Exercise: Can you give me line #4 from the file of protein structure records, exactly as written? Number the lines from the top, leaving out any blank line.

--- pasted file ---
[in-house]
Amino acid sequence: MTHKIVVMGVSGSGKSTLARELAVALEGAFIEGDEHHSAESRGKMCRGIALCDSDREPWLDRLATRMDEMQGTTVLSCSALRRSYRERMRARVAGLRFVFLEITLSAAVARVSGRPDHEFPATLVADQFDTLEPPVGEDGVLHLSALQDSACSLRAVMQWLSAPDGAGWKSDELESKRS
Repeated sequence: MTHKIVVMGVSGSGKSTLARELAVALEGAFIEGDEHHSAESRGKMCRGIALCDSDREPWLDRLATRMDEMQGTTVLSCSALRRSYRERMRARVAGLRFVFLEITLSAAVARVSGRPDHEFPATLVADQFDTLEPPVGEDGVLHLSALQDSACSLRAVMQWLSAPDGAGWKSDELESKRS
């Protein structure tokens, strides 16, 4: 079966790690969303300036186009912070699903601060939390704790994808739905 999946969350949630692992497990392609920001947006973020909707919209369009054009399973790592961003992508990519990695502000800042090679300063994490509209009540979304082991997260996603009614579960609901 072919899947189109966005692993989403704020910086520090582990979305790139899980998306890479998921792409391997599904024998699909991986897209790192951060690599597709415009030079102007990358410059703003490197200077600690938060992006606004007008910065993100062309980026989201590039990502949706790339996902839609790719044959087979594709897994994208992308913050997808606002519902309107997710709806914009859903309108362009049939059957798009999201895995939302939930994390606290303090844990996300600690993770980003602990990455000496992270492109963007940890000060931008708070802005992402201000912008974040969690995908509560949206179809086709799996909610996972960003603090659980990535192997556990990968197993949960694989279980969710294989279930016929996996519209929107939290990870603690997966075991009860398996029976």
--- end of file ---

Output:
């Protein structure tokens, strides 16, 4: 079966790690969303300036186009912070699903601060939390704790994808739905 999946969350949630692992497990392609920001947006973020909707919209369009054009399973790592961003992508990519990695502000800042090679300063994490509209009540979304082991997260996603009614579960609901 072919899947189109966005692993989403704020910086520090582990979305790139899980998306890479998921792409391997599904024998699909991986897209790192951060690599597709415009030079102007990358410059703003490197200077600690938060992006606004007008910065993100062309980026989201590039990502949706790339996902839609790719044959087979594709897994994208992308913050997808606002519902309107997710709806914009859903309108362009049939059957798009999201895995939302939930994390606290303090844990996300600690993770980003602990990455000496992270492109963007940890000060931008708070802005992402201000912008974040969690995908509560949206179809086709799996909610996972960003603090659980990535192997556990990968197993949960694989279980969710294989279930016929996996519209929107939290990870603690997966075991009860398996029976």